The benthic amphipod Diporeia spp. is an important prey for many fish in offshore areas of the Great Lakes, but its abundance has been rapidly decreasing. To assess the influence of Diporeia availability on the food habits, relative abundance, and energetics of planktivorous fish, the diet composition, catch per unit effort (CPUE), and energy density of planktivorous fish in southeast Lake Michigan during 2000-2001 were compared among locations with different Diporeia densities. Diporeia densities at St. Joseph, Michigan, were near 0/m2 over much of the bottom but averaged more than 3,800/m2 at Muskegon and Little Sable Point, Michigan. Consistent with these differences in Diporeia density, fish diet composition, CPUE, and energy density varied spatially. For example, alternative prey types comprised a larger fraction of the diets of bloater Coregonus hoyi, large (>100 mm total length) alewife Alosa pseudoharengus, and slimy sculpin Cottus cognatus at St. Joseph than at Muskegon and Little Sable Point. This pattern was seasonally dependent for alewives and bloaters because Diporeia were eaten mainly in June. Food biomass per stomach was not lower at St. Joseph than elsewhere, suggesting that the spatial variation in diet composition was due to greater consumption of alternative prey by fish at St. Joseph. Although slimy sculpin and bloaters were able to feed on alternative prey, the CPUE of these species at certain depths was considerably lower at St. Joseph than at Muskegon or Little Sable Point, indicating that Diporeia availability may also influence fish abundance and distribution. Finally, a link between Diporeia density and fish energetics was suggested by the comparatively low energy density of deepwater sculpin Myoxocephalus thompsonii and large alewives at St. Joseph, a result that may reflect the low energy content of other prey relative to Diporeia.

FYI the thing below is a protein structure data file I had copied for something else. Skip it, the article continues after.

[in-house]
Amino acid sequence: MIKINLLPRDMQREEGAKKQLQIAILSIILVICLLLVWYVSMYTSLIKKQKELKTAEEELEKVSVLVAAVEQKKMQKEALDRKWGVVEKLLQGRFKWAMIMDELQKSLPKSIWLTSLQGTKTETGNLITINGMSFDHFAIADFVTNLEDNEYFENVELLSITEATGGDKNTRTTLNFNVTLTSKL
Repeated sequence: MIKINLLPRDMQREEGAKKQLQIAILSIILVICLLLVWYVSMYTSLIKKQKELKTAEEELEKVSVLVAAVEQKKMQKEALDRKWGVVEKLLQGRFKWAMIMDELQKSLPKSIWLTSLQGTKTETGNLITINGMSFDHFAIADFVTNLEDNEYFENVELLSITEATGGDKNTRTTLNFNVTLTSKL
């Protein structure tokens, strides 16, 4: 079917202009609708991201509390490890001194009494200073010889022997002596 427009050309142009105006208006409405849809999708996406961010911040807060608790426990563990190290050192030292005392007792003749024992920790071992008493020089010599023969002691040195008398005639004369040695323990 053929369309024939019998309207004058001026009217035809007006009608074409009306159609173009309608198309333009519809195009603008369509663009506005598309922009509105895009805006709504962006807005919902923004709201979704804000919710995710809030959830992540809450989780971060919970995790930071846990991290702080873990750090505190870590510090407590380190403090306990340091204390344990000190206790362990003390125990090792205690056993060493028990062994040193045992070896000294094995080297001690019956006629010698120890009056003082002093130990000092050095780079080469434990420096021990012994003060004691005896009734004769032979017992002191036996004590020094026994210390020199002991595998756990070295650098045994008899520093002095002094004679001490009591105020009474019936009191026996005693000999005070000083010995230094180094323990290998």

Hook, T. O., E. S. Rutherford, S. J. Brines, C. A. Geddes, D. M. MASON, D. J. SCHWAB and G. W. Fleischer. Landscape scale measures of steelhead (Oncorhynchus mykiss) bioenergetic growth rate potential in Lake Michigan and comparison with angler catch rates. Journal of Great Lakes Research 30(4):545-556 (2004).